Thankfully, victims of mental illness no longer have to fear involuntary lobotomy or other ghastly experiments, but there are still vulnerable people who are paying a high price for our lack of understanding of how the human brain works. Patients diagnosed as being in a persistent vegetative state have long been written off by the medical community as a lost cause – a waste of medical resources. In the name of compassion, the families of such individuals have been counseled to withhold nutrition and hydration. They have been assured that their loved one is completely unaware of their surroundings and past any hope of recovery. Sometimes this course of action is pursued even when family members insist that they see signs of responsiveness and awareness in their loved one. The Terri Schiavo case is one such example. Terri's parents spent hours each day with their daughter and insisted that she was responsive; her husband insisted that she was a vegetable and past any hope of meaningful recovery. After a bitter legal battle, Terri's husband prevailed and his wife's feeding tube was removed. It took Terri Schiavo 14 days to die from starvation and dehydration. more >>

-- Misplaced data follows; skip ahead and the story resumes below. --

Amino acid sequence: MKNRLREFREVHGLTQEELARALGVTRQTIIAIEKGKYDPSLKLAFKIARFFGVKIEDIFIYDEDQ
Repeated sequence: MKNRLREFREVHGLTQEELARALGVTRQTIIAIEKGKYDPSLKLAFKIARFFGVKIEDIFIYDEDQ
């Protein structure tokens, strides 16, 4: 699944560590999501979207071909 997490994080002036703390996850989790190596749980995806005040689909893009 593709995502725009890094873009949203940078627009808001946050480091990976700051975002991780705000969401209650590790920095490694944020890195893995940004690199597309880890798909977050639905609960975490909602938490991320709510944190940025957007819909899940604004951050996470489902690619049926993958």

The Roman Catholic bishop of the Diocese of Springfield-Cape in Missouri has shared his "deep concern" over a church-affiliated hospital's decision to extend benefits to married gay couples. Bishop James V. Johnston also says that those who defend the traditional teaching of marriage are not "hateful bigots."
"I was not consulted or informed by Mercy Hospital Springfield of its decision to provide same-sex couples marriage benefits. I am deeply concerned. By this decision, Mercy Hospital Springfield calls into question its identity as a Catholic Christian institution," Johnston wrote in a statement to News-Leader.